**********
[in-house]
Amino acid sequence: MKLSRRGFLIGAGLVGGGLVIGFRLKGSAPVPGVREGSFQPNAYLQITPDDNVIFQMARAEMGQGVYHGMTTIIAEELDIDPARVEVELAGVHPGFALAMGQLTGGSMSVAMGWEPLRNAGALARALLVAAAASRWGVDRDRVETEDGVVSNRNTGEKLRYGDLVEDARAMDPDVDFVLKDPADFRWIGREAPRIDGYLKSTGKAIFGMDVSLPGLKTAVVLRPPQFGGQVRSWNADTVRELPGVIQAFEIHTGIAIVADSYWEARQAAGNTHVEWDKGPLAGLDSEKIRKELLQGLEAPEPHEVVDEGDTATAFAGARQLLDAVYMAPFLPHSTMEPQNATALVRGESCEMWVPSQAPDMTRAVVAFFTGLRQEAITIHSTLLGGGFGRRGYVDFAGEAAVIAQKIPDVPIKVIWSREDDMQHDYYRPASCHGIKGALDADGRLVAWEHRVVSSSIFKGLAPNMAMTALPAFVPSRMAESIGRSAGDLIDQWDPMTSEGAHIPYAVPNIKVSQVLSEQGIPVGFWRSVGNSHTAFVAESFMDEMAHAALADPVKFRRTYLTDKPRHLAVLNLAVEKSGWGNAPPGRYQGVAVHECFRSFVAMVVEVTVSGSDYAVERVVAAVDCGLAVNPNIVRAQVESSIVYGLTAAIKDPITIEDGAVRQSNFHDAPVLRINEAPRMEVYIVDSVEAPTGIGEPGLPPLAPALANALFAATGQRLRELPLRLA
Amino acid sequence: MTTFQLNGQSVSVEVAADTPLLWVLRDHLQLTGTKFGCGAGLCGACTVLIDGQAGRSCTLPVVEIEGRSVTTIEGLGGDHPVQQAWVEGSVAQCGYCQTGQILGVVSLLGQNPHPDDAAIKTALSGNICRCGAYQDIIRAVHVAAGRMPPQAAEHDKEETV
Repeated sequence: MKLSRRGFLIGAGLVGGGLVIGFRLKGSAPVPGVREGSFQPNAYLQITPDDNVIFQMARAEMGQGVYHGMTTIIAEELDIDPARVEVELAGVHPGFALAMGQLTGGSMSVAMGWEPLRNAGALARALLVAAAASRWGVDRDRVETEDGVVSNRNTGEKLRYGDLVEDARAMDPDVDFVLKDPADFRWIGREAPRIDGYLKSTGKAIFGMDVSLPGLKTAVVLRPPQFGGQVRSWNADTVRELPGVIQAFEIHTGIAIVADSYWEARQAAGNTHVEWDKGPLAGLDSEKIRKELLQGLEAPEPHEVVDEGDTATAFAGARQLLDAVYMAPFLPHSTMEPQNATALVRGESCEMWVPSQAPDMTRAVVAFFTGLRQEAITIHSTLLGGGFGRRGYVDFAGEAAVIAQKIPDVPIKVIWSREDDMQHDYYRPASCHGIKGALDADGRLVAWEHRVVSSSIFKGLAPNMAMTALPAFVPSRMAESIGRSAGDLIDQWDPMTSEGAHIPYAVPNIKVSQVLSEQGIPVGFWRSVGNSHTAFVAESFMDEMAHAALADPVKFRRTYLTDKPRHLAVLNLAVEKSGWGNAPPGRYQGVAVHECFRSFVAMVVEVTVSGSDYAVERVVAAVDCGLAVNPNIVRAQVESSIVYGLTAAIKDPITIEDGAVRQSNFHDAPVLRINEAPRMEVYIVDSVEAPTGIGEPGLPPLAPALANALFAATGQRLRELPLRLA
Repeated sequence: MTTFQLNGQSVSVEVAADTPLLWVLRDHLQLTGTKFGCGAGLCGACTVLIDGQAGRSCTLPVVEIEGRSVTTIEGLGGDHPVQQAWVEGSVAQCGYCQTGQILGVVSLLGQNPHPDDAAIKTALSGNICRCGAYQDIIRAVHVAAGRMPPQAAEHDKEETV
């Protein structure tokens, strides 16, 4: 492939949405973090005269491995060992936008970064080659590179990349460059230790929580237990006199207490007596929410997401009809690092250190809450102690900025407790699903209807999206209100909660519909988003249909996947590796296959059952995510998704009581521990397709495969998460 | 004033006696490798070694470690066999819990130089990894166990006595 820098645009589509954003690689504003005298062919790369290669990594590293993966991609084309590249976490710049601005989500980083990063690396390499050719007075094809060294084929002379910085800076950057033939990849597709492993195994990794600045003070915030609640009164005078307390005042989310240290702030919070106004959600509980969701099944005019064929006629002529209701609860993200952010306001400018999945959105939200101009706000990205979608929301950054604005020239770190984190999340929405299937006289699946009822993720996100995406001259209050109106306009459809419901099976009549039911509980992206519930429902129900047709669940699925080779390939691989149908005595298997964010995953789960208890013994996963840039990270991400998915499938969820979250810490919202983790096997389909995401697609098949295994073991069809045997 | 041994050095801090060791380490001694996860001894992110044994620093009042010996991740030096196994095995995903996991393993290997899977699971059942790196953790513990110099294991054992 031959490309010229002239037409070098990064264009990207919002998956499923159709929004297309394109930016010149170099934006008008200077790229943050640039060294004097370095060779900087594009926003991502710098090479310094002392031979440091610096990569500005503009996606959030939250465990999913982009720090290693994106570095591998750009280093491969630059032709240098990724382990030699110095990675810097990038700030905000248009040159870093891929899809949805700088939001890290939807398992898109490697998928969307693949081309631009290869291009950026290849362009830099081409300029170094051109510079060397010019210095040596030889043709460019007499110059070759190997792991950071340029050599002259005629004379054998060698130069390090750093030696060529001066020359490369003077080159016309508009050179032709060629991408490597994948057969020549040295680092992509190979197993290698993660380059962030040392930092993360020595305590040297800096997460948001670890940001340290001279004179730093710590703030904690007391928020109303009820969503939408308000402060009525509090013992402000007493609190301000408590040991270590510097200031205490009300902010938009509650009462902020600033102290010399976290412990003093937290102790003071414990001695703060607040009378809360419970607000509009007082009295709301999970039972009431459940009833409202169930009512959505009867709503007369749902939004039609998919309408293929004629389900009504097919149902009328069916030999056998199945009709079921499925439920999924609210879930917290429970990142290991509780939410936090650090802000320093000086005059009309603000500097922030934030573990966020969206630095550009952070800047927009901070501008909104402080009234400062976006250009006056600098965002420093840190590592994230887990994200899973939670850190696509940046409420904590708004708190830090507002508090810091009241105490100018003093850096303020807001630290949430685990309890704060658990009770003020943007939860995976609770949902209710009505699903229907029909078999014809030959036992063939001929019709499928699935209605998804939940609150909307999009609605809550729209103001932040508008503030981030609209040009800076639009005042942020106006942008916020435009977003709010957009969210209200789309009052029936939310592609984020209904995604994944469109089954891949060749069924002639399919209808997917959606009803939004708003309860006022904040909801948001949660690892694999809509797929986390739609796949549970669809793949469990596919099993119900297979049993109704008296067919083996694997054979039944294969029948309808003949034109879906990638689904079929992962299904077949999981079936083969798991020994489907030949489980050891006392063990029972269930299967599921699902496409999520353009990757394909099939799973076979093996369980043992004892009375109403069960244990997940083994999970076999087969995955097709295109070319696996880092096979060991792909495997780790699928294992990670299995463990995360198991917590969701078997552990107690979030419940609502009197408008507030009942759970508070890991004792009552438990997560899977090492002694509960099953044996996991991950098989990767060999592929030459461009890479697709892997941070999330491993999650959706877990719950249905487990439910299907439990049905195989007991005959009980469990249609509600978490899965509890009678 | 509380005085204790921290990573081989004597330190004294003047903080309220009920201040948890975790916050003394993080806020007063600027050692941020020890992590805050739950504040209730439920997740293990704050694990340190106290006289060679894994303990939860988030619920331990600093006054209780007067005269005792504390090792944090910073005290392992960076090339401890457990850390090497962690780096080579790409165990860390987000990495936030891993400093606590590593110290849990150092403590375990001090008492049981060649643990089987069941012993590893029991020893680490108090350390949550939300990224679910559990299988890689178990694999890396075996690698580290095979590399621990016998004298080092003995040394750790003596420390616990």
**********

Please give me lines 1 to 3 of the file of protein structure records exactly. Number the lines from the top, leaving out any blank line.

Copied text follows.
[in-house]
Amino acid sequence: MKLSRRGFLIGAGLVGGGLVIGFRLKGSAPVPGVREGSFQPNAYLQITPDDNVIFQMARAEMGQGVYHGMTTIIAEELDIDPARVEVELAGVHPGFALAMGQLTGGSMSVAMGWEPLRNAGALARALLVAAAASRWGVDRDRVETEDGVVSNRNTGEKLRYGDLVEDARAMDPDVDFVLKDPADFRWIGREAPRIDGYLKSTGKAIFGMDVSLPGLKTAVVLRPPQFGGQVRSWNADTVRELPGVIQAFEIHTGIAIVADSYWEARQAAGNTHVEWDKGPLAGLDSEKIRKELLQGLEAPEPHEVVDEGDTATAFAGARQLLDAVYMAPFLPHSTMEPQNATALVRGESCEMWVPSQAPDMTRAVVAFFTGLRQEAITIHSTLLGGGFGRRGYVDFAGEAAVIAQKIPDVPIKVIWSREDDMQHDYYRPASCHGIKGALDADGRLVAWEHRVVSSSIFKGLAPNMAMTALPAFVPSRMAESIGRSAGDLIDQWDPMTSEGAHIPYAVPNIKVSQVLSEQGIPVGFWRSVGNSHTAFVAESFMDEMAHAALADPVKFRRTYLTDKPRHLAVLNLAVEKSGWGNAPPGRYQGVAVHECFRSFVAMVVEVTVSGSDYAVERVVAAVDCGLAVNPNIVRAQVESSIVYGLTAAIKDPITIEDGAVRQSNFHDAPVLRINEAPRMEVYIVDSVEAPTGIGEPGLPPLAPALANALFAATGQRLRELPLRLA
Amino acid sequence: MTTFQLNGQSVSVEVAADTPLLWVLRDHLQLTGTKFGCGAGLCGACTVLIDGQAGRSCTLPVVEIEGRSVTTIEGLGGDHPVQQAWVEGSVAQCGYCQTGQILGVVSLLGQNPHPDDAAIKTALSGNICRCGAYQDIIRAVHVAAGRMPPQAAEHDKEETV